Credit Cards vs Debit Cards: The Difference

Credit cards and debit cards typically look almost identical, with 16 digit card numbers, expiration dates, and personal identification codes. But that is where the similarity ends. Debit cards allow bank customers to spend money by drawing on funds they have deposited at the bank. Credit cards allow consumers to borrow money from the card issuer up to a certain limit in order to purchase items or withdraw cash. We take a look at credit cards vs debit cards.

You probably have at least one credit card and one debit card in your wallet. The convenience and protection they offer are hard to beat, but they have important differences that could substantially affect your pocketbook. Here is how to choose which to use when you need to swipe the plastic.

Credit Cards

A credit card is a card issued by a financial institution, typically a bank, and it enables the cardholder to borrow funds from that institution. Cardholders agree to pay the money back, with interest, according to the institution’s terms. Credit cards are issued in four categories:

  • Standard cards simply extend a line of credit to their users.
  • Rewards cards offer cash back, travel points, or other benefits to customers.
  • Secured credit cards require an initial cash deposit that is held by the issuer as collateral.
  • Charge cards have no preset spending limit, but often do not allow unpaid balances to carry over from month to month.

Credit card users can reap cash, discounts, travel points, and many other perks unavailable to debit card holders by using reward cards. Consumers who pay off their cards in full and on time every month can profit substantially by running their monthly purchases and bills through rewards cards.

Credit card use is also reflected on a consumer’s credit report, which allows responsible spenders to raise their scores with a history of expenditures and timely payments. These cards may also provide additional warranties or insurance for items purchases – above those the retailer or brand is offering. If an item bought with a credit card becomes defective after the manufacturers warranty has expired, for example, it is worth checking with the credit card company to see if it will provide coverage.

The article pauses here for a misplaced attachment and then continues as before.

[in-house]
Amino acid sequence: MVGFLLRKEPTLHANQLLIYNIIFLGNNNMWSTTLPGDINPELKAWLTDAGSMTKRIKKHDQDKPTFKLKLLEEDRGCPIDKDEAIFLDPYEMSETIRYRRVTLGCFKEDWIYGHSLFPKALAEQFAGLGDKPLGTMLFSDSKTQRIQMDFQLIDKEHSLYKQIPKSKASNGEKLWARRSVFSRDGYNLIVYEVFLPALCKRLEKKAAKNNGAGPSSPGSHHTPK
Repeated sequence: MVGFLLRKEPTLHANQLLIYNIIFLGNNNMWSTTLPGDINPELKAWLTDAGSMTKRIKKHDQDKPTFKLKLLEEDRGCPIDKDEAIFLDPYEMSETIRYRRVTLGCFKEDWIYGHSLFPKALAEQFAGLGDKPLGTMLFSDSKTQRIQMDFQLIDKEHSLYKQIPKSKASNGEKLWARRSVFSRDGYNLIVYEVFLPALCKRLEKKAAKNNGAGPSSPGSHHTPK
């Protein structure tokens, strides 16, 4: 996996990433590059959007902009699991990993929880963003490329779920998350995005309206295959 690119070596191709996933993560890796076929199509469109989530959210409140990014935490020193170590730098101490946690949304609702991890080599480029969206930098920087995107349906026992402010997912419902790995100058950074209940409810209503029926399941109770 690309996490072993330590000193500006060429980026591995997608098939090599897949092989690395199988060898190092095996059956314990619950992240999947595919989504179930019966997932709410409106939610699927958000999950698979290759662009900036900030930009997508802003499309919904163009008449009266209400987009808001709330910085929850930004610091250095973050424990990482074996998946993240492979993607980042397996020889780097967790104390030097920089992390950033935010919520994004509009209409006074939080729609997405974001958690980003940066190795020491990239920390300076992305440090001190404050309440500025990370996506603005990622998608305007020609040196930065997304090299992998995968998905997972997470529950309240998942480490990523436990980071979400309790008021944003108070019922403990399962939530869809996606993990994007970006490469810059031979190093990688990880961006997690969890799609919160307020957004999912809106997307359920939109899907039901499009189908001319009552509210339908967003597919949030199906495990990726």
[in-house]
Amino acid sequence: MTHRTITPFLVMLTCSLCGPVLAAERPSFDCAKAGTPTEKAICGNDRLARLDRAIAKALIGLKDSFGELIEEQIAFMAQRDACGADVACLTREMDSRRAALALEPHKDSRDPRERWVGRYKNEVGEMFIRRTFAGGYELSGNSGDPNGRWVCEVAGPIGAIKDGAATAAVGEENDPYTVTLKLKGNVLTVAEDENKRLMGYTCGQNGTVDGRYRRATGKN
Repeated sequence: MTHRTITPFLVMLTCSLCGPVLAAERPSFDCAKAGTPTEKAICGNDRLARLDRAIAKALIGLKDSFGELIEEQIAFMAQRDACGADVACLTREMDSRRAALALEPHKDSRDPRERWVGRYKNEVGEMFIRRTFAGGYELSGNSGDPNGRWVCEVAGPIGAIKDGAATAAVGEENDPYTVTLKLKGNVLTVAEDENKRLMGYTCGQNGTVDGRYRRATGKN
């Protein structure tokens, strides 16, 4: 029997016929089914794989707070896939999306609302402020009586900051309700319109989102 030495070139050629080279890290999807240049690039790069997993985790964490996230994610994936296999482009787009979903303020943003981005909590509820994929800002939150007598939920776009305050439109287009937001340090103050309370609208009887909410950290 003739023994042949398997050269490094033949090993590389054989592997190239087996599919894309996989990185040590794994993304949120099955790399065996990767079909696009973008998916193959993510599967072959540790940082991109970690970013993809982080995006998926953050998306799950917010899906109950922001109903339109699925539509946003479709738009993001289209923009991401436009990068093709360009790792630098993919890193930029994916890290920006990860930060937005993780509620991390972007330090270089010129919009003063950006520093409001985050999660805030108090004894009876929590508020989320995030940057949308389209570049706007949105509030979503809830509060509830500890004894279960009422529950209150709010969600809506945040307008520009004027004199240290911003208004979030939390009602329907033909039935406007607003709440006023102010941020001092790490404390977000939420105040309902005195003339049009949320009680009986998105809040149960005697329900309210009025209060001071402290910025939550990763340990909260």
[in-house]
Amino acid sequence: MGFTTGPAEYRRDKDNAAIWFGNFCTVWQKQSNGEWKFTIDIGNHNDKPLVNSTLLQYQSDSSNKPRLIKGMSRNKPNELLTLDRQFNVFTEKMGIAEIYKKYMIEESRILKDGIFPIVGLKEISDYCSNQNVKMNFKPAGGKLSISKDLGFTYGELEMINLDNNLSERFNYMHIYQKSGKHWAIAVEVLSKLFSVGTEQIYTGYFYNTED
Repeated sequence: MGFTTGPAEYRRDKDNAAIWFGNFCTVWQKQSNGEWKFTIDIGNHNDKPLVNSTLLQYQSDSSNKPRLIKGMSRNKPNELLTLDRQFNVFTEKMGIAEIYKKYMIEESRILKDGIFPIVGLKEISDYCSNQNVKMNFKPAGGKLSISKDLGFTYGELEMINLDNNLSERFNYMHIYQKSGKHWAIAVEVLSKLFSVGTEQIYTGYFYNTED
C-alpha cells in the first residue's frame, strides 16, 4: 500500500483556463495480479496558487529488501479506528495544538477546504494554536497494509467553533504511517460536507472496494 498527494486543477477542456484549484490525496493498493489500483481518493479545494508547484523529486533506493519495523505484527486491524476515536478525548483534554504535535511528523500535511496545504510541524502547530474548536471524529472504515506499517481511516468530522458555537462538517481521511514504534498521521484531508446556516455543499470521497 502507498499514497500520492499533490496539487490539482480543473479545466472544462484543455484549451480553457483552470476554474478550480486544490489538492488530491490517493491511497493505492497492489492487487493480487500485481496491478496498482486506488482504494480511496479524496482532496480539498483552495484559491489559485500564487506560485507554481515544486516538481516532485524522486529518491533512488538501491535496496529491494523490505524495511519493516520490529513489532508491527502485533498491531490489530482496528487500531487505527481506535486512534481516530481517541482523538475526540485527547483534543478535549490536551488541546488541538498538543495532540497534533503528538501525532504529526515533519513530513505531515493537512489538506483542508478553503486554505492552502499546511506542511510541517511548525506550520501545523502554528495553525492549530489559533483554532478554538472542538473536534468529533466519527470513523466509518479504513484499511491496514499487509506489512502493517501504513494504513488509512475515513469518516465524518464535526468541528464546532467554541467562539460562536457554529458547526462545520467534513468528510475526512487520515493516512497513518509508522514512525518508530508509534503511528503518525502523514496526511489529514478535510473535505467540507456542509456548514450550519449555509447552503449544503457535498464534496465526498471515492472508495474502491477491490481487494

Credit cards still offer much greater protection than debit cards in most cases. What’s more, as long as the customer reports the loss or theft in a timely manner, their maximum liability for purchases made after the card disappeared is £50. And the electronic funds transfer act gives debit card customers the same protection from loss or theft. But only if the customer reports it within 48 hours of discovery. After 48 hours, the card user’s liability rises to £500; after 60 days there is no limit.

Debit Cards

A debit card is a payment card that makes payment by deducting money directly from a consumer’s checking account, rather than via loan from a bank. Debit cards offer the convenience of credit cards and many of the same consumer protections when issued by major payment processors like Visa or MasterCard.

There are also two types of debit cards that do not require the customer to have a checking or savings account, as well as one standard type:

  • Standard debit cards draw on your bank account
  • Electronic Benefits Transfer cards are issued by state and federal agencies to allow qualifying users to use their benefits to make purchases.
  • Prepaid debit cards give people without access to a bank account a way to make electronic purchases up to the amount that was pre-loaded on the card.

Conclusion

Frugal consumers may prefer to use debit cards because there usually a few or no associated fees unless users spend more than they have in their account and incur an overdraft fee. By contrast, credit cards generally charge activation and usage fees, over limit fees, late payment fees, and a plethora of other penalties, in addition to monthly interest on the card’s outstanding balance.